How does the Probate process work?

Typically, a Petition is filed in superior court seeking to admit a Last Will and Testament into probate.  This Petition seeks appointment of the Personal Representative which is usually the person named in the Will.  It also seeks “non-intervention powers” meaning the Personal Representative can act without seeking court approval for every action and seeks issuance of “Letters Testamentary.”  If only a copy of a Last Will and Testament exists, there is a process for admitting this document into probate which requires demonstrating that it is an authentic copy of a deceased person’s original Will.  If no Will exists (intestate), the Petition opening probate will seek appointment of an Estate Administrator and issuance of “Letters of Administration.”  This Petition must usually also establish that the Estate is solvent.

Notice of this Petition is typically required to be given to each potential beneficiary (heir) of the Estate.  If a person is named in the Will to serve as Personal Representative, they may be able to open a probate action and receive appointment of the court and then provide notice to beneficiaries.  If the person seeking appointment is not appointed in the Will, notice of the Petition is typically required to be given to beneficiaries before appointment, giving those interested individuals an opportunity to appear at a court hearing admitting the Will into probate and appointing the Personal Representative.

Following appointment of the Personal Representative (or Administrator) it is typically required that notice of the probate action be published in a local newspaper, giving creditors notice and opportunity to make claims to the Estate for debts owed by the deceased.  If a creditor is known to the Estate, they may also be required to send notice directly to the creditor.  If the creditor fails to make a formal claim to the Estate for debts owed, they lose the right to collect these debts after a specified time period.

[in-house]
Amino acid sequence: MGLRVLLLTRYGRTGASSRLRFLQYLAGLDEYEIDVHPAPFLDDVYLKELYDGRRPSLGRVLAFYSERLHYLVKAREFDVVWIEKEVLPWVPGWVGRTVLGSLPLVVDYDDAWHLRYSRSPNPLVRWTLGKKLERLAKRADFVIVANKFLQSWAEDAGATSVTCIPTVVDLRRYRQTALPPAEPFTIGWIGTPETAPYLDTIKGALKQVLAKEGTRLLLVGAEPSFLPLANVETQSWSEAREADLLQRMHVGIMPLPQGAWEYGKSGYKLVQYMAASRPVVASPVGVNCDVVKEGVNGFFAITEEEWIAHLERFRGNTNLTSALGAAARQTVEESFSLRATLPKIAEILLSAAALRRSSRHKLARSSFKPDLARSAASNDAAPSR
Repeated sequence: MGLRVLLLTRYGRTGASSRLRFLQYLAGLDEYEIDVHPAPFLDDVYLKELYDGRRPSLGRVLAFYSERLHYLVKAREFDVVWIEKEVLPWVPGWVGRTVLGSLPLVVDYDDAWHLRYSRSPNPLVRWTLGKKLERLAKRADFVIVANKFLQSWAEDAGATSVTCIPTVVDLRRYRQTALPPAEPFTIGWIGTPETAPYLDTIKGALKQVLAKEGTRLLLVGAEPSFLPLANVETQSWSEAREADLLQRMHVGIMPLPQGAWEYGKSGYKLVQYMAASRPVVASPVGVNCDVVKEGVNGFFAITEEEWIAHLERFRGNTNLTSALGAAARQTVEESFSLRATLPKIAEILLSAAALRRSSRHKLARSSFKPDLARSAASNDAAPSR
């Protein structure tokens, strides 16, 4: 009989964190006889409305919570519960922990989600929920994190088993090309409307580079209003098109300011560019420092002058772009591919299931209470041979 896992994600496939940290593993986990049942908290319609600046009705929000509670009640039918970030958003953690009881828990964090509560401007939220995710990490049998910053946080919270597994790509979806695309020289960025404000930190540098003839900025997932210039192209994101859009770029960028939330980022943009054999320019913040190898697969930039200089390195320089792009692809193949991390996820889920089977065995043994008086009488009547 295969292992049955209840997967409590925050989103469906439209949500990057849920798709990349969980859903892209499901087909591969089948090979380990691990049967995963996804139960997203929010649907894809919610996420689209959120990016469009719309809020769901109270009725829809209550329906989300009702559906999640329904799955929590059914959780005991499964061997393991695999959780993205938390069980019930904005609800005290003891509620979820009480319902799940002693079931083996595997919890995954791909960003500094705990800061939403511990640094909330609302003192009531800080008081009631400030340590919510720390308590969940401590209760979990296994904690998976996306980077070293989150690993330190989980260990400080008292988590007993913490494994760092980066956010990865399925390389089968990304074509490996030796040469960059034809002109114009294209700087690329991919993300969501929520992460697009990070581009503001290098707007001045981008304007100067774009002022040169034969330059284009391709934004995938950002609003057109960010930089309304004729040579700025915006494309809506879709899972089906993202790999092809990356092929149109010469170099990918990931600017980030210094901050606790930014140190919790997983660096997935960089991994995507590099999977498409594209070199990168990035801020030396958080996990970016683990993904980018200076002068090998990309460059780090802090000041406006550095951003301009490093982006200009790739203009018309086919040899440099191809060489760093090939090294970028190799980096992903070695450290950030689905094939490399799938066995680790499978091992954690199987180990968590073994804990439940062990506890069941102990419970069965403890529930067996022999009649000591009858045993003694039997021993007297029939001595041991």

The Personal Representative will also be required to begin identifying and consolidating all assets of the Estate.  This consolidation process usually requires opening a bank account for the Estate and placing all Estate funds into the account.  All debts of the Estate should be paid out of this account in order to provide accountability should the actions of the Personal Representative be challenged by other heirs.  Once all financial accounts and assets of the deceased are identified and consolidated, the Personal Representative can begin distributing assets to the beneficiaries of the Estate, reserving enough funds to ensure that all debts are paid.  If real property is involved, the Personal Representative will be responsible for either selling the property or transferring title to the appropriate heir or heirs.

How the Probate Process Works in Washington

It is the responsibility of the Personal Representative to safeguard all assets of the Estate, and they may be held personally responsible for a failure to safely and properly secure assets.  Included in this obligation is a requirement that the representative maintain proper insurance coverage on assets which protect the assets from theft, damage, etc. during the pendency of the probate proceedings.

The Personal Representative will also work with an attorney to create an “inventory” of the Estate, which is a list of all assets and all debts of the Estate.  This document is required to be compiled and kept in the probate files, but it is typically not required to be filed with the court.  If a beneficiary requests a copy of the inventory, the representative must be able to produce this document.  

The Personal Representative may also be responsible for overseeing any legal claims on behalf of the Estate.  This could include claims for monies owed to the Estate or claims for wrongful death on behalf of the deceased.

When all debts have been paid, all necessary tax filing are accomplished, and all the assets of the Estate have been distributed to the appropriate beneficiaries, the probate action can be closed. Typically, this is accomplished by filing a notice of closing with the court which is provided to all beneficiaries.  If a beneficiary feels that the probate should not be closed, they have a certain amount of time to bring this concern to the court.

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